Telecommunications and IT are technically-based endeavors. And that, for those who use them, presents a couple of problems. The main challenge generally is the technology itself: It may not work. Even if it does, it may not do precisely what the user wants.
That's old news. A more subtle challenge is zeroing in on the definition of a particular platform or technique. That sounds like no big deal, but it is. Often, when engineers introduce something, the definition is extremely limited and precise. Soon, however, marketers broaden and change that definition to include a much wider set of features and functions, many of them vaporware. These expand the original definition and, since each vendor has its own priority, make the new meaning different from each other's.
In very short order, nobody is really sure what is being discussed. This is more than a semantic conversation. Understanding what is meant by a particular term impacts what is researched by buyers, what vendors are called in and, ultimately, what the organization uses.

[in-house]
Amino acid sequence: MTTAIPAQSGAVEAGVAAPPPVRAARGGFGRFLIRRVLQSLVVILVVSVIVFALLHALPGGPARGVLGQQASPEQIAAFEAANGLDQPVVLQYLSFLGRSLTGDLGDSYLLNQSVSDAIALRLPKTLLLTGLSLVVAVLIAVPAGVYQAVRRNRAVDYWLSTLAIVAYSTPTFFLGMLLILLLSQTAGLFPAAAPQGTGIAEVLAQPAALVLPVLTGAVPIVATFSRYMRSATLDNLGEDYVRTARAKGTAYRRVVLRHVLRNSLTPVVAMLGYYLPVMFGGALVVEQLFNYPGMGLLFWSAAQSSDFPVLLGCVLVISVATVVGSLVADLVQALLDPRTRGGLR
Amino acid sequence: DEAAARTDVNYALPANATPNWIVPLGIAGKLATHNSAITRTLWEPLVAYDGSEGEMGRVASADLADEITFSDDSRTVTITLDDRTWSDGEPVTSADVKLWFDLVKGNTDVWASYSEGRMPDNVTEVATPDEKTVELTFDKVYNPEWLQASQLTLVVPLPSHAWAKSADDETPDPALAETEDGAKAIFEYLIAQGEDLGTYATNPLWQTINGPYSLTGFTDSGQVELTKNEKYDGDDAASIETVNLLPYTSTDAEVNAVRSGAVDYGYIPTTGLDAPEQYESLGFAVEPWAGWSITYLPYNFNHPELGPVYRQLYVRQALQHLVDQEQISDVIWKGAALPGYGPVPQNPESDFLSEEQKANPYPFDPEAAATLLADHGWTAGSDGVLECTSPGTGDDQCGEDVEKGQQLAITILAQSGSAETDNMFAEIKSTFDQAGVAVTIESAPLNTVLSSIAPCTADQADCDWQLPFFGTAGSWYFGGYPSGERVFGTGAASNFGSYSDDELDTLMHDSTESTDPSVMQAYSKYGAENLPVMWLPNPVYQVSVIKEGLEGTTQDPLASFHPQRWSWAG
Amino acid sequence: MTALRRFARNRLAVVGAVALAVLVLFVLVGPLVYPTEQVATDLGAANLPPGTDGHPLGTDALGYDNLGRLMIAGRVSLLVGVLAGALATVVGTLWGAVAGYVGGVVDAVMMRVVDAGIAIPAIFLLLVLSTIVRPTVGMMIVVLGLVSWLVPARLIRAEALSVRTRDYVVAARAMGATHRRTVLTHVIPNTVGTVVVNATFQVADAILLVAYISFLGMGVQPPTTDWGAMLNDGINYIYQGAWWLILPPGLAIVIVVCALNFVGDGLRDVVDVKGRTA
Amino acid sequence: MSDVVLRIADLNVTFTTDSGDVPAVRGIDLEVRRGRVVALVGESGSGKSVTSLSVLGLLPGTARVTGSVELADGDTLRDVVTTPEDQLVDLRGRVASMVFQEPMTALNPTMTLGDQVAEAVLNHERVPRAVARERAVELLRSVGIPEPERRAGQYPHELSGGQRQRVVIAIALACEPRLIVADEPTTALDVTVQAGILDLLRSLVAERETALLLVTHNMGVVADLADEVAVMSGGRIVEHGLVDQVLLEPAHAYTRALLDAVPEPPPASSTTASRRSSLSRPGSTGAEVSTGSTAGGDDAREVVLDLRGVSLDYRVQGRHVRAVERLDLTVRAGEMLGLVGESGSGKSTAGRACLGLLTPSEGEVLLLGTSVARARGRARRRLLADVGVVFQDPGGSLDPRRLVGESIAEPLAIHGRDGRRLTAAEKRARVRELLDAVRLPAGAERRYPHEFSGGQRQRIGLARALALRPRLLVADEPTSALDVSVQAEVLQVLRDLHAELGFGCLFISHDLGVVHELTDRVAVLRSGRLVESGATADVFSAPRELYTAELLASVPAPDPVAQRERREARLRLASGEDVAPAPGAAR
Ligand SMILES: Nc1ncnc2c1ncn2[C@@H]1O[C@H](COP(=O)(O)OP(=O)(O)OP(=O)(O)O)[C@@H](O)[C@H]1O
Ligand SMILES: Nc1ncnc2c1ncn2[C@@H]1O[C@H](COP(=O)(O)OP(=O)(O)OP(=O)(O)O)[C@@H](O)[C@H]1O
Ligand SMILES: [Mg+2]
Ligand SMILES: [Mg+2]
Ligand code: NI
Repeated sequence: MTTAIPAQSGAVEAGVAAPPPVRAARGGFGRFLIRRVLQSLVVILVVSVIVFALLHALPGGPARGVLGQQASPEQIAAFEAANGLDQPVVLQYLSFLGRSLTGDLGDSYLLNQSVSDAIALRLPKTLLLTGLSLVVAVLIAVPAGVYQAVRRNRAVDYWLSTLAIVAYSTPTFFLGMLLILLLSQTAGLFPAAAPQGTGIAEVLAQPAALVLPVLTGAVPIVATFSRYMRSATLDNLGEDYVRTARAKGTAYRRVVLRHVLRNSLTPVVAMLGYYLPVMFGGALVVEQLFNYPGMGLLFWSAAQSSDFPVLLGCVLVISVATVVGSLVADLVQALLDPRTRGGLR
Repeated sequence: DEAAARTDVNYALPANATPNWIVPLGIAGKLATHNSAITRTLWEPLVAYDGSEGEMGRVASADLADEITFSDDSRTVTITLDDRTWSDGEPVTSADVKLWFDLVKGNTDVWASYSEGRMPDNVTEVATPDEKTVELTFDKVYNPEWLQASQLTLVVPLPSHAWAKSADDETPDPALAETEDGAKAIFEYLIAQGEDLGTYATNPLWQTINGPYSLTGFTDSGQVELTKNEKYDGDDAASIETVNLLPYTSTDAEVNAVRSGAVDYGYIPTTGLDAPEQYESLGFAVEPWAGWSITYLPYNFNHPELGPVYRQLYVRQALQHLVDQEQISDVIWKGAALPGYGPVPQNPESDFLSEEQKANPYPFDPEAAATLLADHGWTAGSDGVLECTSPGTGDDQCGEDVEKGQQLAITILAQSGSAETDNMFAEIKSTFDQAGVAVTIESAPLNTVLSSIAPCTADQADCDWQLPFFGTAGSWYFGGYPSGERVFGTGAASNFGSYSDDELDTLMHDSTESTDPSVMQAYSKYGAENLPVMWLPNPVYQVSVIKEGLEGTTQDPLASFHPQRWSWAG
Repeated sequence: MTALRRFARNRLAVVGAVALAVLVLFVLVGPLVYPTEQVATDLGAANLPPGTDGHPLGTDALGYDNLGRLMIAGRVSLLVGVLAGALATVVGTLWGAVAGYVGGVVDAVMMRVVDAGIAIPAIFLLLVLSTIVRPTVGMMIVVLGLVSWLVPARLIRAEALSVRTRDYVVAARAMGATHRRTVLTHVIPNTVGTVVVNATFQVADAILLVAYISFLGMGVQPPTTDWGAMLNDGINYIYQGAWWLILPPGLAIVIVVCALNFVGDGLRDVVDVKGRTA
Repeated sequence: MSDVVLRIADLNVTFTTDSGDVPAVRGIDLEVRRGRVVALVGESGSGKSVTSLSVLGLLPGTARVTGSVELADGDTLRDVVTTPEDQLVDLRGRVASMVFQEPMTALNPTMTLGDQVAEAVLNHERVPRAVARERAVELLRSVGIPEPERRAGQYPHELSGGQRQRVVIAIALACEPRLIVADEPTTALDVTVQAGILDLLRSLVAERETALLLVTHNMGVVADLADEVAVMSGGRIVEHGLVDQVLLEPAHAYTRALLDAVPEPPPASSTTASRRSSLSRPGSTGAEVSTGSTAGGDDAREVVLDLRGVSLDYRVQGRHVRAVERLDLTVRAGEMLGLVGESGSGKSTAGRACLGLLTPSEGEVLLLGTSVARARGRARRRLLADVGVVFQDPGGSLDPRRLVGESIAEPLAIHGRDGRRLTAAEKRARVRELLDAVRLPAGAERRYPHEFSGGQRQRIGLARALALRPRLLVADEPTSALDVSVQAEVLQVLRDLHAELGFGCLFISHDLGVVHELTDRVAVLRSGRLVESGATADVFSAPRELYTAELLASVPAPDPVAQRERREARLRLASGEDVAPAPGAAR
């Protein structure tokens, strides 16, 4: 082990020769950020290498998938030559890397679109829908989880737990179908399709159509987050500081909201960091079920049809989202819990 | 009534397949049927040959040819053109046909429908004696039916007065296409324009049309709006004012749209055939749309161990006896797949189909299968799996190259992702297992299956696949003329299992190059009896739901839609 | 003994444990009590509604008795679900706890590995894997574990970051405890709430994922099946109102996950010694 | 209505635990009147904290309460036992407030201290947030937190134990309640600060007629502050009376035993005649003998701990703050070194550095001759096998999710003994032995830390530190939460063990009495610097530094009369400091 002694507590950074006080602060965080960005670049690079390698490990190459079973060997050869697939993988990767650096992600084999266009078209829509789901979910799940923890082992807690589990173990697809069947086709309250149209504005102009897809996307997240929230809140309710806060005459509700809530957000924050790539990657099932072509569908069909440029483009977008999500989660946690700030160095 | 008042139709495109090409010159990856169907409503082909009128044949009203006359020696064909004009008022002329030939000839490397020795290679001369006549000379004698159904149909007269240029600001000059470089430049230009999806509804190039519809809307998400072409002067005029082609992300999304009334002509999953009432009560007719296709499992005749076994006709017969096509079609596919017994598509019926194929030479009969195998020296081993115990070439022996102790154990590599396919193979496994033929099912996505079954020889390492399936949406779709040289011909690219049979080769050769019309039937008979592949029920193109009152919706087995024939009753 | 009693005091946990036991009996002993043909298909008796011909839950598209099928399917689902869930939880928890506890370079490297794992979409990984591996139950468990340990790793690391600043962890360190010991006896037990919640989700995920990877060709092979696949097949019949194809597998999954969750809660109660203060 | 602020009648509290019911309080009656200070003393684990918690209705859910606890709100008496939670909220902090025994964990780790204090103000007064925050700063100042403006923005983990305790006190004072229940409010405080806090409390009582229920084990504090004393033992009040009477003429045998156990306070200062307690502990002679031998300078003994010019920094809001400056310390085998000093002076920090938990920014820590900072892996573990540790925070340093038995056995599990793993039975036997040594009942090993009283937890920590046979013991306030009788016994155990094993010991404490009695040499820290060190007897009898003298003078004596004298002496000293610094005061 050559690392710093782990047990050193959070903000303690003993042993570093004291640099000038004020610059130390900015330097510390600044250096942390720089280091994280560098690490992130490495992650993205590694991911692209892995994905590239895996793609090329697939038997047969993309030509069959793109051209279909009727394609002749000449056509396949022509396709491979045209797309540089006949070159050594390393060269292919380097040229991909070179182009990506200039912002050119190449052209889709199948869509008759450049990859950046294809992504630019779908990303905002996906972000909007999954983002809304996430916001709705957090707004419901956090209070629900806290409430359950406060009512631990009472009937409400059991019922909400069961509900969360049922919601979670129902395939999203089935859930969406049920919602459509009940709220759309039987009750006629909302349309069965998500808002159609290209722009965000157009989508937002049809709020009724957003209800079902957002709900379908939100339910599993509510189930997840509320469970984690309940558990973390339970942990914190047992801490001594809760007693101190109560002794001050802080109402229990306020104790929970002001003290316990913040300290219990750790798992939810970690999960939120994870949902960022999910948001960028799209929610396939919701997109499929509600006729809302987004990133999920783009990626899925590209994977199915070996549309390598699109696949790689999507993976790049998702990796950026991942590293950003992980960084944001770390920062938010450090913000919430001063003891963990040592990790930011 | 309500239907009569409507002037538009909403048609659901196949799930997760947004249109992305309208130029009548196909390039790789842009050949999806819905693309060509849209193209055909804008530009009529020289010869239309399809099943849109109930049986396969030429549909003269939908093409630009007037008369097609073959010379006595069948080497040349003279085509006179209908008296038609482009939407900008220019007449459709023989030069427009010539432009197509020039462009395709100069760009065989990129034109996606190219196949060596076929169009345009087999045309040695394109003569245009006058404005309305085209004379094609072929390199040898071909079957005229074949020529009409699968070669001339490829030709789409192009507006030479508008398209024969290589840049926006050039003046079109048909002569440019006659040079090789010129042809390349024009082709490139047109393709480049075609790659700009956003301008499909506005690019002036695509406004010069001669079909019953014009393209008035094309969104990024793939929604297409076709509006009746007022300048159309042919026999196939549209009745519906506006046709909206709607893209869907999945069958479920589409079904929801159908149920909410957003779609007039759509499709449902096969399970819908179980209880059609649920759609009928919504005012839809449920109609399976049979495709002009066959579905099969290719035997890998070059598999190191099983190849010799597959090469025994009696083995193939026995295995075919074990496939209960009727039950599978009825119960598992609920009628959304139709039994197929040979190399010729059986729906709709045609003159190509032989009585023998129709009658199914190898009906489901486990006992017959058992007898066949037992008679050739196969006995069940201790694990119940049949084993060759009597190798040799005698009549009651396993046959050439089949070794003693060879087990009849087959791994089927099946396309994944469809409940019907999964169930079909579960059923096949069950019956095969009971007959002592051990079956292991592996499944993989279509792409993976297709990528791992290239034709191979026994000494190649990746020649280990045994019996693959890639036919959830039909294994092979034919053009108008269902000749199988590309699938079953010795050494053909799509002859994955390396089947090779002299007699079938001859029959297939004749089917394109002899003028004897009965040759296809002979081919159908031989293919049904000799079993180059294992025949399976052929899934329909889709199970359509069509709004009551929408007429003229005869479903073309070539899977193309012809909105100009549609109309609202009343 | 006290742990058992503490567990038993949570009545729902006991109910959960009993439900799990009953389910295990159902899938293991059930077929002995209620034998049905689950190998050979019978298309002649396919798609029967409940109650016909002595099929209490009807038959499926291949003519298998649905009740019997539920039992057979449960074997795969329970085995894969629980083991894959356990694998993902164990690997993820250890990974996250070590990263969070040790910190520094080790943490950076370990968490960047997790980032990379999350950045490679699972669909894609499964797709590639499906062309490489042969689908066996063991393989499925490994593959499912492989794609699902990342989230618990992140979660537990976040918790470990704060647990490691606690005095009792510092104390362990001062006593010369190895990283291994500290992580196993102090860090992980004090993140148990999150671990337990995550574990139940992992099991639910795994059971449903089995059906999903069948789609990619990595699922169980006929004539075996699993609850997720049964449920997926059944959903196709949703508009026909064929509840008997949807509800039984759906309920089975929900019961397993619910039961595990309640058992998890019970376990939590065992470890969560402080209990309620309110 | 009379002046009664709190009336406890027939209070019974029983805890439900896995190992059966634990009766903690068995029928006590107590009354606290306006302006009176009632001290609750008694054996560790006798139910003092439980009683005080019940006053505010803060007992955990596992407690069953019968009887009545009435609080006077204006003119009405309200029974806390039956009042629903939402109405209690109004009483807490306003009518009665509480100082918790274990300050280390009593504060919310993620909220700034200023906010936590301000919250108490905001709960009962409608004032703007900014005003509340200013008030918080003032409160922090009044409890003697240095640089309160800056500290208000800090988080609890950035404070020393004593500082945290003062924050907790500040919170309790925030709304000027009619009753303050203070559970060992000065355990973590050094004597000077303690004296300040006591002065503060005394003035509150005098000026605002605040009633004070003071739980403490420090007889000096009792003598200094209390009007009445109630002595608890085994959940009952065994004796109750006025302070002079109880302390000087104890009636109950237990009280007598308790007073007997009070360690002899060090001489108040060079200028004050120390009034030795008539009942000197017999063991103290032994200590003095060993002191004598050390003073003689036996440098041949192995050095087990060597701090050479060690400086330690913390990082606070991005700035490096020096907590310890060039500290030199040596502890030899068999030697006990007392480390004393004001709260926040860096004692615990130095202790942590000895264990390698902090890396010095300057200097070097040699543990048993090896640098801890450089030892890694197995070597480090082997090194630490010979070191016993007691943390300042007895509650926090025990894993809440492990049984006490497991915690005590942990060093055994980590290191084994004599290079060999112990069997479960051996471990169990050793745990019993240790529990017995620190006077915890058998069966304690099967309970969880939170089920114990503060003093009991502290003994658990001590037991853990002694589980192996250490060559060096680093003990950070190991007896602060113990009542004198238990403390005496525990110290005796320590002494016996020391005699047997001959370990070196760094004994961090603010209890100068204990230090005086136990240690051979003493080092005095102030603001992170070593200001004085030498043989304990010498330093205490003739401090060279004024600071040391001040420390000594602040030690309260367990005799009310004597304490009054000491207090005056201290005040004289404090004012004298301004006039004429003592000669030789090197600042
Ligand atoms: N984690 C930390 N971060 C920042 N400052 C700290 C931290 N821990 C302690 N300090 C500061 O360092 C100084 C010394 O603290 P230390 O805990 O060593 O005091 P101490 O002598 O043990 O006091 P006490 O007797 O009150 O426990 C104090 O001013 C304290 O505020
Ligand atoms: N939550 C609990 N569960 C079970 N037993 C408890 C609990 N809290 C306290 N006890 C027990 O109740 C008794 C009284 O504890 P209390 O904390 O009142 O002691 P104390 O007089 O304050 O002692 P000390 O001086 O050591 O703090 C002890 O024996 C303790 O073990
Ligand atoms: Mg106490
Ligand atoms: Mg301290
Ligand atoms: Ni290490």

Mobile device management (MDM) is showing signs of going down this road. And, at the same time, the definition into which it is evolving may be the container into which each granular mobile management task - such as security, expense management, inventory control and others - fit. It could be, in essence, the unified field theory of corporate mobility. MDM may be in the process of becoming the organizing theme of the care and feeding of mobile devices and the people who use them.
At one point, MDM was synonymous with the valuable but narrow ability to wipe the data from a mobile device that had gone missing. "MDM in 2000 was a point solution to secure lost devices," said Ojas Rege, the vice president of products for MobileIron. "In 2012 MDM will be a platform, and it's a platform for the entire company to manage and secure both the devices and the apps for mobility."